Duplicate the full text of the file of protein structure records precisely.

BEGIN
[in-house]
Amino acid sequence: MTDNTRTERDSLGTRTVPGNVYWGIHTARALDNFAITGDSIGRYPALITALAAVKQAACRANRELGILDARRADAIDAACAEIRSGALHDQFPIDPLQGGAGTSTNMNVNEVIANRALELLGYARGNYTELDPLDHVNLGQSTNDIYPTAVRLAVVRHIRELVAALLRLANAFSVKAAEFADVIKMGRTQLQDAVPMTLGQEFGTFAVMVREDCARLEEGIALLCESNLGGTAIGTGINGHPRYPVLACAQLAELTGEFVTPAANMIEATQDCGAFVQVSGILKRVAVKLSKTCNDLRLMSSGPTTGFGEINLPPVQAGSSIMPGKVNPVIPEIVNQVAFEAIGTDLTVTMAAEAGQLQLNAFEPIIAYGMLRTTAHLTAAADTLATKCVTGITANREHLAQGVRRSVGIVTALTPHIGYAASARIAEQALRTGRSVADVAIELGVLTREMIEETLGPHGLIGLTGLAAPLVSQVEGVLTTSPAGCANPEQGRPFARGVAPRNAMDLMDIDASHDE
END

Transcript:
[in-house]
Amino acid sequence: MTDNTRTERDSLGTRTVPGNVYWGIHTARALDNFAITGDSIGRYPALITALAAVKQAACRANRELGILDARRADAIDAACAEIRSGALHDQFPIDPLQGGAGTSTNMNVNEVIANRALELLGYARGNYTELDPLDHVNLGQSTNDIYPTAVRLAVVRHIRELVAALLRLANAFSVKAAEFADVIKMGRTQLQDAVPMTLGQEFGTFAVMVREDCARLEEGIALLCESNLGGTAIGTGINGHPRYPVLACAQLAELTGEFVTPAANMIEATQDCGAFVQVSGILKRVAVKLSKTCNDLRLMSSGPTTGFGEINLPPVQAGSSIMPGKVNPVIPEIVNQVAFEAIGTDLTVTMAAEAGQLQLNAFEPIIAYGMLRTTAHLTAAADTLATKCVTGITANREHLAQGVRRSVGIVTALTPHIGYAASARIAEQALRTGRSVADVAIELGVLTREMIEETLGPHGLIGLTGLAAPLVSQVEGVLTTSPAGCANPEQGRPFARGVAPRNAMDLMDIDASHDE